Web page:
Washington healthcare leaders launch initiative to tackle industry inequities

Rogelio Riojas has been at the helm of Sea Mar Community Health Centers since it opened in 1978. What began as a single clinic in Seattle's South Park neighborhood has become a statewide organization that provides healthcare to underserved populations in 13 Washington counties.

His latest project is a partnership with Community Health Plan of Washington CEO Leanne Berge and the University of Washington Office of Minority Affairs and Diversity to seed endowment for first-generation, low-income students aspiring to careers in healthcare.

The inspiration behind the endowment was Mr. Riojas' own career trajectory. He studied political science as an undergraduate at the University of Washington before earning a master's in public health administration, opportunities he said wouldn't have been possible without the school's Equal Opportunity Program.

"What that program did is it recruited people that couldn't normally get into the university through the normal channels. So they gave me that opportunity, and gave a lot of other students that opportunity, people of color. And so as a result of the University of Washington starting that program, other universities within the state began to do the same. And so from that effort we developed a strong professional community."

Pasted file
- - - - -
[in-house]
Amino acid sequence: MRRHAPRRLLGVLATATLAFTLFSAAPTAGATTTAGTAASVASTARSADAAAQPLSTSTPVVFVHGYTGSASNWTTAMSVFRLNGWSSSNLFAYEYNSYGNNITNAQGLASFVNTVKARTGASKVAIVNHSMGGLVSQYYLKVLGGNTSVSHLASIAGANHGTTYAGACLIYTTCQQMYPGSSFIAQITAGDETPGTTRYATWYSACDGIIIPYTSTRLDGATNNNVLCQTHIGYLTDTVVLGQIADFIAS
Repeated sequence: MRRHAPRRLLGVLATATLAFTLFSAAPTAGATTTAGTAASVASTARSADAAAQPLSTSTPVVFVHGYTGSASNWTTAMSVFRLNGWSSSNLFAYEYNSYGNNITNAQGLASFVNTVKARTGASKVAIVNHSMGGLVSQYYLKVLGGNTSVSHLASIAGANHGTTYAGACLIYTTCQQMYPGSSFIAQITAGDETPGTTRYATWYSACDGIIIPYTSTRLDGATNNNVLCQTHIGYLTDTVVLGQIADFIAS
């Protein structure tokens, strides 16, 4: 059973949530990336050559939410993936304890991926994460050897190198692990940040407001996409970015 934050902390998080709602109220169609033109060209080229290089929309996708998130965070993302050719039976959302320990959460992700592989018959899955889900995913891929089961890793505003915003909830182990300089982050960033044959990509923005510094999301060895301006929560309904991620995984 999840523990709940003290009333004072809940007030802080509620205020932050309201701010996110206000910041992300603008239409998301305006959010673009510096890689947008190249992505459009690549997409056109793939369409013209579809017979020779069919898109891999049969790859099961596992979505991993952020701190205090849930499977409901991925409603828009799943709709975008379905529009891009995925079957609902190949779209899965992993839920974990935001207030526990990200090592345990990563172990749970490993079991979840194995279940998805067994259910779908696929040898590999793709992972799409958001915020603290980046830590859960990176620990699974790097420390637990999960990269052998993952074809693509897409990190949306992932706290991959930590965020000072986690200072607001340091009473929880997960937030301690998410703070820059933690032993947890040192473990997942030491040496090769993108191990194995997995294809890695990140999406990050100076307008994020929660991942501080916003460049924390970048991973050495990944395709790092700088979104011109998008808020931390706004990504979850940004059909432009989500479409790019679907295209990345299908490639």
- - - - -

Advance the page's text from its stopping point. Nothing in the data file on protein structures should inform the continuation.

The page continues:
The decision to partner with Sea Mar and the school on the initiative was an obvious choice for Ms. Berge, who has been the Community Health Plan of Washington's CEO for five years. The payer serves 250,000 Medicaid and Medicare members throughout the state.

"I was very interested in public policy and civil rights work," she said. "I started my career in Washington, D.C., around public policy issues. That's why I became a lawyer. But I quickly realized that healthcare was the space where I could probably do more to change the system than in a lot of other areas. And the system needed changing. It still needs to change."

Sea Mar and CHPW have gifted $25,000 each to the university's Office of Minority Affairs and Diversity, and are working with other community organizations to raise additional funding. Once the endowment reaches $100,000, it will provide scholarships to students in health-related fields.

"There are so many root causes to the inequities that exist in people's health and well-being," Ms. Berge said. "Improving the pipeline for healthcare providers that are from backgrounds that are similar to the backgrounds of our patients and members of underserved communities is a really important factor to address. The opportunity to do that with this endowment is something very connected to our mission."    

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